China will sign aircraft, currency and agricultural deals during Premier Li Keqiang’s visit to Latin America next week.
In addition, work will start on a feasibility study of plans for a transcontinental railroad project involving China, Brazil and Peru that will link the Atlantic and Pacific oceans.
Li will start his first trip to Latin America on May 17 and will visit Brazil, Colombia, Peru and Chile, said Vice-Foreign Minister Wang Chao. The tour is intended to restructure China’s resource-focused economic exchanges with the region, he added.
The Premier will address businesspeople from China and Brazil in Brasilia and attend an exhibition of Chinese equipment in Rio de Janeiro, Wang said.
Tong Daochi, assistant director-general of the Chinese Ministry of Commerce, said China and Chile will sign currency swap and yuan settlement agreements and discuss upgrades to their decade-old Free Trade Agreement. A beef export deal will be finalized in Brazil, and aviation will be another focus area for Li in that country.
“We will discuss further purchases and cooperation with Brazil on aviation,” he added.
“During Premier Li’s visit to these four countries, we will discuss important issues like industrial cooperation, infrastructure, free trade zones, technical economic cooperation, training and financial support.”
He said the feasibility study of the Twin Ocean Railroad Connection project will not involve drawing up estimates of the cost. The Chinese-built, cross-Andes line will run from cities on the Pacific coast in Peru to Brazil’s Atlantic coast, according to deals that were signed during President Xi Jinping’s visit to the region in July.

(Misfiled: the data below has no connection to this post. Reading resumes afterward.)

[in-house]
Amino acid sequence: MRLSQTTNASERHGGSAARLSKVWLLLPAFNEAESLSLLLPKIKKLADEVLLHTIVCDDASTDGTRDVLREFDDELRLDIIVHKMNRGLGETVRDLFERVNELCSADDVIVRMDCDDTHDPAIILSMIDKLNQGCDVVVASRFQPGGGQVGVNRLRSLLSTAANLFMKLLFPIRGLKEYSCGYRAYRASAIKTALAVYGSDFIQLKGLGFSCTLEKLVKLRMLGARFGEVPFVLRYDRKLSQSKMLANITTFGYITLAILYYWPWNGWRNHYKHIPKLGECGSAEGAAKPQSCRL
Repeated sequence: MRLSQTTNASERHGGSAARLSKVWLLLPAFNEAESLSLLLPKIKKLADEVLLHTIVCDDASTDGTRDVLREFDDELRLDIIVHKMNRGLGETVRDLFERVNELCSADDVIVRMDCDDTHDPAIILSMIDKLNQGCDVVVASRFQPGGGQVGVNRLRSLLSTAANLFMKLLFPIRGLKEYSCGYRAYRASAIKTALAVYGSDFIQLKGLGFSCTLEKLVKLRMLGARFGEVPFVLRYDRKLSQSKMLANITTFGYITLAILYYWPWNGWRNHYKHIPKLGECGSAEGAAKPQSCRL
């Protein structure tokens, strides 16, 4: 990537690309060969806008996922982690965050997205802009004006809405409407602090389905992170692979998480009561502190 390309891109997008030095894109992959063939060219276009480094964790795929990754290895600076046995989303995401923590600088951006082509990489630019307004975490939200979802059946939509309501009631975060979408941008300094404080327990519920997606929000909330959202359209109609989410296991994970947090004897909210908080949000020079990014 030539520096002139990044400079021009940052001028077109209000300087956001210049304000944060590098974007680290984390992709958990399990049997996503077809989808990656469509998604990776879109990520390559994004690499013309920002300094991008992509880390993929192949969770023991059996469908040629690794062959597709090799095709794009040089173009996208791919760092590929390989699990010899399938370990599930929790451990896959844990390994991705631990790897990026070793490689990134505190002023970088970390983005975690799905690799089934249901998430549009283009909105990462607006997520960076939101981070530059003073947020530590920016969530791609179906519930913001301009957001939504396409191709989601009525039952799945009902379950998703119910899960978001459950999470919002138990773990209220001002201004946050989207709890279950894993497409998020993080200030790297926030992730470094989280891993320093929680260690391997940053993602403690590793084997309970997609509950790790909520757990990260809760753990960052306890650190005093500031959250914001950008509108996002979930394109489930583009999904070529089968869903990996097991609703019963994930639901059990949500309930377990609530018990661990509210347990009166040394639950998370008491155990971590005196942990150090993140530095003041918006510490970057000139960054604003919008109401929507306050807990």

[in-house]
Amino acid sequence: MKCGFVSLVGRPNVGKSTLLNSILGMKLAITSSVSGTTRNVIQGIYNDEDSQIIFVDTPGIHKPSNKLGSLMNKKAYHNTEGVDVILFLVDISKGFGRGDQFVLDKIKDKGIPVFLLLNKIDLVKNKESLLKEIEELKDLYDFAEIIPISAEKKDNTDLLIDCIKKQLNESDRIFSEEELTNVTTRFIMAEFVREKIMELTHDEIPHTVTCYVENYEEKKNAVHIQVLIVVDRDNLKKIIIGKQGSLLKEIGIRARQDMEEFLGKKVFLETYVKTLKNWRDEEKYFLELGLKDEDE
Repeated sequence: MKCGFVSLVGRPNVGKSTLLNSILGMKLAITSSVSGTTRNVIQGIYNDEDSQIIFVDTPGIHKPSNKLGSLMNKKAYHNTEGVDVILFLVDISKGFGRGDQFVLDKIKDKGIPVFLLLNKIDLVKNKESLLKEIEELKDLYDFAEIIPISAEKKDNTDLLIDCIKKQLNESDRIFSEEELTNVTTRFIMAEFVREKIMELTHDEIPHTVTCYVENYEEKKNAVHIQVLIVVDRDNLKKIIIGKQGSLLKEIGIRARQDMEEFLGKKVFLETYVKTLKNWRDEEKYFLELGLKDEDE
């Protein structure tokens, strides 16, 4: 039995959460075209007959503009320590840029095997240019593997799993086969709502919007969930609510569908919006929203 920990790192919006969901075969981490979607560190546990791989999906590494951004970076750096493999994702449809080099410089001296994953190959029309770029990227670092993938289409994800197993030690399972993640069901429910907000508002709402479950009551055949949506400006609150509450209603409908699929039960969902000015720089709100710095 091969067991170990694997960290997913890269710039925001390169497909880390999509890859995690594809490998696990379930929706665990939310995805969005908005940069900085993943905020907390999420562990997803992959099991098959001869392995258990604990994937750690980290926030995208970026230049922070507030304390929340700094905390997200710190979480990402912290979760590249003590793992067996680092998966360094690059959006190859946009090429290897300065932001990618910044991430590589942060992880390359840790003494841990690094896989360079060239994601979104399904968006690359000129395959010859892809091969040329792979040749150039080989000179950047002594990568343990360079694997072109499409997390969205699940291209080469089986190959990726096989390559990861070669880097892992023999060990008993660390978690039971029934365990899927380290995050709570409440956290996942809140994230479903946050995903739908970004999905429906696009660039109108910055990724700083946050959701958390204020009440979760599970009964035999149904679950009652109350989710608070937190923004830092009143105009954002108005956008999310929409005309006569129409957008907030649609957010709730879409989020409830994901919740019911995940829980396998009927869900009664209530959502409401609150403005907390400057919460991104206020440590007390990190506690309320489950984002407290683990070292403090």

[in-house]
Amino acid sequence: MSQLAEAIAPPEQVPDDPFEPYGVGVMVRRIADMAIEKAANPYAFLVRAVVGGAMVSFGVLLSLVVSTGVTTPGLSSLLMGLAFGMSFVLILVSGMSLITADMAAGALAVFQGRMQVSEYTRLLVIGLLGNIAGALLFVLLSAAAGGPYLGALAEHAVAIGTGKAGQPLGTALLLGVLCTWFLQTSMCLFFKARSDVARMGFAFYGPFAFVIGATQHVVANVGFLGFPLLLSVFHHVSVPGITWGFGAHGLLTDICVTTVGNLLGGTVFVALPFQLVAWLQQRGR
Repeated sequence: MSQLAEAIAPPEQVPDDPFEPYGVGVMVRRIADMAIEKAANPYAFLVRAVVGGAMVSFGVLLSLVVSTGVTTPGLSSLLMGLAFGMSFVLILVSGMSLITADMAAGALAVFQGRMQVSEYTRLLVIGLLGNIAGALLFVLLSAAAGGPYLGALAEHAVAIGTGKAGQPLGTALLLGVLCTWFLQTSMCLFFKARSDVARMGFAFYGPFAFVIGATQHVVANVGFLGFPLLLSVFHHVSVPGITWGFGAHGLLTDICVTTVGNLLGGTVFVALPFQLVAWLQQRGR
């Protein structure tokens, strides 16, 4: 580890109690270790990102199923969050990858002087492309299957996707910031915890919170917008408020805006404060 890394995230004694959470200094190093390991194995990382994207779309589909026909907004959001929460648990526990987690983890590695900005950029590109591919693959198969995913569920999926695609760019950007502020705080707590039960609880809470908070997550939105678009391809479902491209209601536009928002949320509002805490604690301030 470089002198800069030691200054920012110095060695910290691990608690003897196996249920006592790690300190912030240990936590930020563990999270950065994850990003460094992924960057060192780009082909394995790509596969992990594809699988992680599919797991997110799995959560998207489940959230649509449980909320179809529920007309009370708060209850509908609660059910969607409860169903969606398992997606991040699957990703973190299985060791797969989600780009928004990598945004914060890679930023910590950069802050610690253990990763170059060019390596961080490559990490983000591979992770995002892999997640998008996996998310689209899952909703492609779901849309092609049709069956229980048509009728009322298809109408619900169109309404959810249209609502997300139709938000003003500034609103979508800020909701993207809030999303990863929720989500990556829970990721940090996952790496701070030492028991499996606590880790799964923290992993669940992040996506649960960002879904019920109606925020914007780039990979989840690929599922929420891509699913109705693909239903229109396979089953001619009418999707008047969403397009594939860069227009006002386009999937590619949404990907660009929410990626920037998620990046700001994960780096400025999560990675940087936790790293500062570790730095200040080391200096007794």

It will enable shipments of Brazilian ore and soy to be sent from Peru to Asia, which has some of the world’s largest consumers of grain and raw materials. The route will extend for about 5,000 kilometers, including 2,000 km of existing railway. The initial investment in the historic undertaking－the largest railway project proposed by Chinese leaders during an overseas trip－is estimated at about $60 million.
Chen Fengying, director of the World Economy Institute at the China Institutes of Contemporary International Relations, said Brazil’s underdeveloped logistics infrastructure has inflated commodity prices and put its exports of raw materials at a disadvantage.
Roads account for more than 60 percent of total transportation capacity in Brazil, while rail accounts for only 24 percent. A third of the country’s railroads were built 60 years ago and suffer from low efficiency, according to Xinhua News Agency.